I have long been a fan of This American Life. An episode aired at the end of the May that I missed and as I have been catching up with some podcasts here and there, I listened to it this morning. It was called: “Is That What I Look Like?”. In the third act, entitled the “Blunder Years”, Ira Glass talks to Molly Ringwald and what it was like to sit down with her 10 year old daughter and watch The Breakfast Club together for the first time.
I was still a little kid when this movie came out. It wasn’t until my early teens that I saw it. And, I got it! That was the magic, one of the many magic things about John Hughes, he got it. I think that there is a piece of us that identifies with each of the characters. There was always something in one of this films that you could identify with, you knew these characters, they were believable. They were your family, your friends, your neighbours. He understood teen angst and not in the whiny way that is mostly portrayed like today, but the real angst, where you are just trying to make it and you know there has to be something better out there than High School. It is a movie that I think all teenagers should see.
I remember a few years ago, Mr. Michie showed it to one of his Media classes and they had never seen it! I was shocked! This is a move that should be in your film viewing repertoire! I was an 80’s girl, to this day, that collection of John Hughes films are some of my favorite. If they are on TV, I have to stop and watch it.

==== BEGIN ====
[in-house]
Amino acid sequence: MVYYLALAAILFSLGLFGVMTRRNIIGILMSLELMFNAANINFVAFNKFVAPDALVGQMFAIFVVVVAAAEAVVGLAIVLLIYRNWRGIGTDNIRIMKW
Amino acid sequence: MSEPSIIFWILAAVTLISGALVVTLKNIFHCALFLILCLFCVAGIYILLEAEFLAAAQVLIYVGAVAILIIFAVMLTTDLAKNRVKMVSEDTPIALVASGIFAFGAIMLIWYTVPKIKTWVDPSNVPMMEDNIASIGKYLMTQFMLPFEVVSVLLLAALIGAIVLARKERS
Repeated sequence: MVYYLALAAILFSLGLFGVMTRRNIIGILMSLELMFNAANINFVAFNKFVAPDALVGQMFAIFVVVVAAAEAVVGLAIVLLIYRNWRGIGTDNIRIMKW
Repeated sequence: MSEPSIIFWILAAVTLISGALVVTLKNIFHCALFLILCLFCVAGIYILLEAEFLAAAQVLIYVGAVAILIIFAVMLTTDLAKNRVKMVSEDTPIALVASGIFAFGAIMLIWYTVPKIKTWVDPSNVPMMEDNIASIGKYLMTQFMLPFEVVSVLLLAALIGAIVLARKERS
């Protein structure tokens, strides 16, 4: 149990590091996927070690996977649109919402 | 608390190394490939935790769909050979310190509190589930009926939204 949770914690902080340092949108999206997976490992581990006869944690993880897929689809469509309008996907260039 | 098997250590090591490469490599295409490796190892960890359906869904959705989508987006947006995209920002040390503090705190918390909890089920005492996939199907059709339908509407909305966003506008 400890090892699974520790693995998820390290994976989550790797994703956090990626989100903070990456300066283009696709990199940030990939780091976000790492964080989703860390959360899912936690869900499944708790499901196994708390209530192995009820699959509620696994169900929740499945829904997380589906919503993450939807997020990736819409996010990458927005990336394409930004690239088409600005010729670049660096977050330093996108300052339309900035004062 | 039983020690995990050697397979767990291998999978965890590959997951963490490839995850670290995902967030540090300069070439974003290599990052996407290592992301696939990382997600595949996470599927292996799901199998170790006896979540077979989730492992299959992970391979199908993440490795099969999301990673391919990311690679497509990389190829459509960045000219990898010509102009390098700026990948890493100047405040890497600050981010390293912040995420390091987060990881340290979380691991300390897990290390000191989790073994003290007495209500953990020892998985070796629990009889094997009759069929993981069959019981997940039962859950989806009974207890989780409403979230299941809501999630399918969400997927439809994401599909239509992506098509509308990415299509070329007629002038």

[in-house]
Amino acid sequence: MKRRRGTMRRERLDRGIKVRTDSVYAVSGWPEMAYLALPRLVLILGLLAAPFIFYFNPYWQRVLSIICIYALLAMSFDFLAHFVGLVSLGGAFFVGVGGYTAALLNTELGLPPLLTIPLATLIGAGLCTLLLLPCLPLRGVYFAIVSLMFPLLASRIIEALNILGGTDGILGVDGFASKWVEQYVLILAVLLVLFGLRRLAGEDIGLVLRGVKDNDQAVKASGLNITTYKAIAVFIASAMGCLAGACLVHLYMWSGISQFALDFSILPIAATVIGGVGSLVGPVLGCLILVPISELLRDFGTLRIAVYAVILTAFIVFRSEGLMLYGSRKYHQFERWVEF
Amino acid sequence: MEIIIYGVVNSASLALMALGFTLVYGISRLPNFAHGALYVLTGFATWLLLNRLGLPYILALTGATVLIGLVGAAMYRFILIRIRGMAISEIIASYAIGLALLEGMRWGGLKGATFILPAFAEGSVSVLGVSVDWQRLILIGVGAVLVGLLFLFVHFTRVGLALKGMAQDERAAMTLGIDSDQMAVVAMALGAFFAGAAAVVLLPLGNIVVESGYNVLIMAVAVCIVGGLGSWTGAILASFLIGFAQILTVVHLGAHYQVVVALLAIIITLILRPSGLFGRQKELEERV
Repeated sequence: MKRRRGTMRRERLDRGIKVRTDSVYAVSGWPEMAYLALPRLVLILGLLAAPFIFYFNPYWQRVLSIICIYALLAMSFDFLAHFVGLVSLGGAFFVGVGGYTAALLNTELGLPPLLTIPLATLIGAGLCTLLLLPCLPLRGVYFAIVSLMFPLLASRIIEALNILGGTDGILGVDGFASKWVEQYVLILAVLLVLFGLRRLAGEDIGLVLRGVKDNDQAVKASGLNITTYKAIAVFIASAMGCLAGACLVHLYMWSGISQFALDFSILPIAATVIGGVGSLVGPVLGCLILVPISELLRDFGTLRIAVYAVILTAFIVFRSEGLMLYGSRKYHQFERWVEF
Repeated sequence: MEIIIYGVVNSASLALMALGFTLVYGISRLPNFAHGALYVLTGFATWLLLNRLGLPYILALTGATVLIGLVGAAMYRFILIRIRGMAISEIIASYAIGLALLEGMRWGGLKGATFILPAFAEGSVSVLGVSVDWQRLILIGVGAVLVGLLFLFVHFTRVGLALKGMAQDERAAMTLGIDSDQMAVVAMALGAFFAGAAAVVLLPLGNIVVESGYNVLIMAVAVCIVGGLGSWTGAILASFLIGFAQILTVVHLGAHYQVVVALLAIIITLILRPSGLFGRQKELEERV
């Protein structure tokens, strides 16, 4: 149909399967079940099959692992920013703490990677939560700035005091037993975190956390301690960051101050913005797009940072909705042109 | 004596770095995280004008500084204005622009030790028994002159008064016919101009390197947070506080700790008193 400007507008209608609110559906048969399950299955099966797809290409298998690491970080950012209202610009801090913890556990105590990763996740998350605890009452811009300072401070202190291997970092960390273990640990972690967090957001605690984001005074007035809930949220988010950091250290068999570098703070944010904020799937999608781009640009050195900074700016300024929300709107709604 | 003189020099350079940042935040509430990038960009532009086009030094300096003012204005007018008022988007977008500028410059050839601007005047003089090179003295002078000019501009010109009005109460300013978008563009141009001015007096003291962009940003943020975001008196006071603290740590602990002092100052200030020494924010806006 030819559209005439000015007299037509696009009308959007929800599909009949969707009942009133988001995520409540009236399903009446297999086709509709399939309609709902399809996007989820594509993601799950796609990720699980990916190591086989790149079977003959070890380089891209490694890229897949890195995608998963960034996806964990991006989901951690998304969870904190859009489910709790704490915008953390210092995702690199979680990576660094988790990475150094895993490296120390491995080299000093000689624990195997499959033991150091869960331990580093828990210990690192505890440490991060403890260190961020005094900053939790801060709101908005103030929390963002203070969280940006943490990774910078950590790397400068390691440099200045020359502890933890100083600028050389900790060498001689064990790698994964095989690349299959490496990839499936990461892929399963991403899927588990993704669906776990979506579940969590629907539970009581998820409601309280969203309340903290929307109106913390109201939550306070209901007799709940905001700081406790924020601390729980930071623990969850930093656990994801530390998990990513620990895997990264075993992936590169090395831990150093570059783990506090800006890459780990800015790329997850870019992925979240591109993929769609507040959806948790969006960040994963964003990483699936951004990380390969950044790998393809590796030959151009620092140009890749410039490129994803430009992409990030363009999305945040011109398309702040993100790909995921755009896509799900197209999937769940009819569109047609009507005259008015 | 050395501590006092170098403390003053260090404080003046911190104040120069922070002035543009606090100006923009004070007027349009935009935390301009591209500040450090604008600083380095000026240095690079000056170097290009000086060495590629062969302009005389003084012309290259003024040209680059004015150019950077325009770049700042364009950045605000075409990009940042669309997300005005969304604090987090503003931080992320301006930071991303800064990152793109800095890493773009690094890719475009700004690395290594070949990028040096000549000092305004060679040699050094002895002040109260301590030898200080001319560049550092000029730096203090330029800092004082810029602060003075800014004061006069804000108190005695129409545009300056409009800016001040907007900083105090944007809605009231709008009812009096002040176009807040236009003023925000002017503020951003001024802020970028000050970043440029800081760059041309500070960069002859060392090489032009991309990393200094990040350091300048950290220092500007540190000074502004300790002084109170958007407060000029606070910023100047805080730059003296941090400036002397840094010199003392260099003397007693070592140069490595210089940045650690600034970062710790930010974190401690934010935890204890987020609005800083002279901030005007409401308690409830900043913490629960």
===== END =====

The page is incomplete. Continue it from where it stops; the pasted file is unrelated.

Growing up, The Breakfast Club, somehow always seemed to be on TBS at least once a month. I would get home late from babysitting, my sister would get in from waitressing and we would sit down, get a snack to unwind, talk about our evenings and watch The Breakfast Club. To this day, we still randomly yell lines out to each other. Sometimes, all we need is one line, one word to sum up a situation, we get the rest, we have the unspoken language of sisters to fill in the blanks.
I can’t imagine how nerve-wracking and awkward and scary and slightly exciting, it must have been for Molly Ringwald to sit next to her daughter and watch this film. A little girl on the cusp of becoming a teen, the things you wonder if she knows about, if she doesn’t you would like to keep it that way, for as long as possible. It was insightful for Molly Ringwald, her daughter’s take on it and to which character she identifies with. The styles may have changed, the hair, the clothes, the time period, but to this day, I think that this is not a dated film, it is still poignant today.
I enjoyed listening to it, while cleaning the kitchen and I thought you might too: